On September 11th, we remember residents of Baltimore County who died that day and thank a Baltimore City State’s Attorney who continues to serve

The Maryland 911 Memorial is dedicated today, on the tenth anniversary of that tragic event.  Among the 68 Marylanders who lost their lives that day, five are listed as living in Baltimore County.  Included in that list are Robert John Fangman, Linda Rosenbaum and Cortez Ghee.  A biography of each of can be seen at


However, I would like to highlight two young professionals who grew up in Baltimore County and represented the passions and energy that make America great.

Honor Elizabeth Wainio was only 27 years old on September 11, 2001.  She grew up in Catonsville, graduating from Catonsville High School in 1991, where she was an honor student, captain of the cheerleading squad, an editor on the school paper and a member of the Baltimore County all-star field hockey team.  A graduate of Towson University (1995), she started working for Discovery Channel Stores, in 1999, as a general manager its the Harborplace Store.  Her talents were almost immediately recognized and she was promoted the next year to oversee retail operations in the New York and New Jersey stores.  She became the number one ranked business development manager in regional sales performance for Discovery.  As part of her meteoric rise though Discovery, she was bound to for a business meeting in San Francisco,on United Airlines Flight 93, when it crashed in Shanksville, Pennsylvania.  In her final moments, realizing her impending death, she called her family on her cell phone and calmly, selflessly, tried to console them.

Daniel McNeal, 29, was class president at Loyola-Blakefield High School for six years and student government president in his final year. He graduated cum laude from Boston College and summa cum laude from Georgetown University with an MBA.  McNeal was a brilliant financial analyst with the investment firm of Sandler O’Neill and Partners, whose offices were located on the 104th floor of the South Tower of the World Trade Center.  After a plane hit the North Tower that morning, McNeal called his family to reassure them of his safety.  He left voice mail messages with his mother and sister.  He was speaking to his father on the phone at the time a plane hit the South Tower.  McNeal gave generously of his time as a volunteer, a mentor in a Jesuits’ big brother program and in his church.  In two weeks, McNeal was planning to escort his sister down the aisle at her wedding because his father was in hospice care at the Gilchrist Center.  A scholarship at Loyola-Blakefield has been named in McNeal’s honor.  For a beautiful story about McNeal in the Baltimore Sun today (author- Scott Calvert), see http://www.baltimoresun.com/news/maryland/bs-md-world-trade-center-classmates-20110910,0,5677518.story?page=1.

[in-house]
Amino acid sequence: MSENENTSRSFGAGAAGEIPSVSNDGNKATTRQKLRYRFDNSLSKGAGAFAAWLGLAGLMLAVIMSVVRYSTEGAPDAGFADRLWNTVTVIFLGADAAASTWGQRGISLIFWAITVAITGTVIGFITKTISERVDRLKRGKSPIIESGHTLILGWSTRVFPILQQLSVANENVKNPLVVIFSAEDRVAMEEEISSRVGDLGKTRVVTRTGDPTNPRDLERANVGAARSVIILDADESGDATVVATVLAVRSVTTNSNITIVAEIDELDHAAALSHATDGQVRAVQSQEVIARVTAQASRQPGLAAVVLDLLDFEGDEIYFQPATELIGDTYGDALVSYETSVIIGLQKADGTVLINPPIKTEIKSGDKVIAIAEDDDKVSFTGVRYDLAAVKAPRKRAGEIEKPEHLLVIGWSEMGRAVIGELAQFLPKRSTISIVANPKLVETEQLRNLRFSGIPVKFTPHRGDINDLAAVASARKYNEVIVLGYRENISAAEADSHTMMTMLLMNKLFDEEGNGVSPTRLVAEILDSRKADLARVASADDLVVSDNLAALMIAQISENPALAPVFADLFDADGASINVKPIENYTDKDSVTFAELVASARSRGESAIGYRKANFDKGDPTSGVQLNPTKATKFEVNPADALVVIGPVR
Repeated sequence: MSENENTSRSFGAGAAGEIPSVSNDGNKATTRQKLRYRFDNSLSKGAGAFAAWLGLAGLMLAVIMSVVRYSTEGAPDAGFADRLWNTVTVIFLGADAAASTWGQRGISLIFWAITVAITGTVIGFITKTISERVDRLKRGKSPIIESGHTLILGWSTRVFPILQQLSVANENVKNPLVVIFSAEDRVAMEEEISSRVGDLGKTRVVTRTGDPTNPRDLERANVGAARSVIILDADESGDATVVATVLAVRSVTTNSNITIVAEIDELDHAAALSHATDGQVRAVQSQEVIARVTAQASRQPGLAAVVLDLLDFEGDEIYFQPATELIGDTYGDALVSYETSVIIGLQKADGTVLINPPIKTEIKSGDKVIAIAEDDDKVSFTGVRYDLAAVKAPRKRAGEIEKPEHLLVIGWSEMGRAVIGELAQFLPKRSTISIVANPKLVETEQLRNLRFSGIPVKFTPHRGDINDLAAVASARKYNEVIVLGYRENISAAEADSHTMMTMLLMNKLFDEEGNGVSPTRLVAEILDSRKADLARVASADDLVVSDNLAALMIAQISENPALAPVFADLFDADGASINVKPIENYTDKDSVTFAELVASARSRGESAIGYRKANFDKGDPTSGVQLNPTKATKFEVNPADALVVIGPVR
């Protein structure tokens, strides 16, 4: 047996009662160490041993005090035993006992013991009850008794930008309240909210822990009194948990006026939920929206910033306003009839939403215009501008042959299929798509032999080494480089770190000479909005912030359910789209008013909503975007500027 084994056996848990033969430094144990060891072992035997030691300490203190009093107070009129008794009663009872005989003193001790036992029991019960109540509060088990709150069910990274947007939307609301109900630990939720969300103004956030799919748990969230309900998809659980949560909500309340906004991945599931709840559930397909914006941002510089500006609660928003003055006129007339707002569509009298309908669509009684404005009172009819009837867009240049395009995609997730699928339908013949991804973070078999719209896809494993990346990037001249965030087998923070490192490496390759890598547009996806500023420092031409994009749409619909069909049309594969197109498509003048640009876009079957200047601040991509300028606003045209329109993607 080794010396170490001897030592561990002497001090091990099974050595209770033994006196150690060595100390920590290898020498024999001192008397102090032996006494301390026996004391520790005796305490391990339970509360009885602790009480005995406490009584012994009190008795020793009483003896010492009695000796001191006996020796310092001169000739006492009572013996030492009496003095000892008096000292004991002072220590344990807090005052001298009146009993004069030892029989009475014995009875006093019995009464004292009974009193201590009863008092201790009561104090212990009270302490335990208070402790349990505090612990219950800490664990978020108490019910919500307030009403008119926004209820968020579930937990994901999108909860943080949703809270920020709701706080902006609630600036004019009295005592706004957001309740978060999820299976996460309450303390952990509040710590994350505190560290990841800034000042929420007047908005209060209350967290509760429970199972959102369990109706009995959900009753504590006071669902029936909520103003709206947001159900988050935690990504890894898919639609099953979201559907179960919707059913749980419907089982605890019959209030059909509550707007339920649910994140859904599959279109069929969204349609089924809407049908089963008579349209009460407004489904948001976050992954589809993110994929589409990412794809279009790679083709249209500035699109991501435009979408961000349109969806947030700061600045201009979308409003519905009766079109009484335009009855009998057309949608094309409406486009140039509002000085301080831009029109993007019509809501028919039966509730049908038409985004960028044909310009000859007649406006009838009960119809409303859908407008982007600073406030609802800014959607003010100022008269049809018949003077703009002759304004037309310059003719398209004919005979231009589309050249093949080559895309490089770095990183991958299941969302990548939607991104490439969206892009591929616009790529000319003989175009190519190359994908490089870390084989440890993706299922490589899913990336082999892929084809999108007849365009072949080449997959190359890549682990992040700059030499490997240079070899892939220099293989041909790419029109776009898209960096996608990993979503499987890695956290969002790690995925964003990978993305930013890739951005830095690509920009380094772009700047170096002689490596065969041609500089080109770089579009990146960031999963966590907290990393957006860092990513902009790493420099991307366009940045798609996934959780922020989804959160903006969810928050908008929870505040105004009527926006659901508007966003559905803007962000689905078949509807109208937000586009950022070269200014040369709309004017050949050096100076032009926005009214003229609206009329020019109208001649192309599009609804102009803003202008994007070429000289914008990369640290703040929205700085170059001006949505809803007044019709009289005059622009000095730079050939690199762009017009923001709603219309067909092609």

Photographs, from the Maryland 911 website, of both Wainio and McNeal are below.

In contrast to the finality of that terrible day for 68 Marylanders, one Marylander continues to serve and fight the battles that were set into motion.  Lt. Col. Charles Blomquist is a Baltimore City State’s Attorney.  He is an elected member of the Baltimore City Bar Association Executive Council.  He is a 2009 recipient of the Daily Record Leadership in Law Award.  As a State’s Attorney, he recently prosecuted the murder of a Baltimore City Police Officer (see-

http://www.stattorney.org/southeastern/160-72711-james-sentenced-to-10-years-for-killing-police-detective.html  ).

He also is a member of the National Guard, who is leaving today for a third deployment.  He has served in Iraq and Afghanistan.  See the Baltimore Sun article by Jean Marbella for the interview with Blomquist,  http://www.baltimoresun.com/news/maryland/bs-md-911-essay-20110910,0,4314904.story.

We are forever indebted to people like Lt. Col. Charles Blomquist, who have sacrificed years of their lives to protect us from those who would attack our shores.  We can only imagine the pain of the families of those who died on that terrible day, especially, those who died so young and with such bright futures ahead.  Our task and honorable burden is to thank the members of the Armed Services who keep us safe and to strive to conduct our lives in a manner that would make Honor Elizabeth Wainio and Daniel McNeal (as well as all the others sacrificed that day) proud.  That is a responsibility as tall as those great two towers, but we are all up for the challenge.

Please have a safe day and week and thank you, as always, for reading.

Copyright, 2011, Jeff Scholnick and Far Corners Historical Productions.  All rights reserved.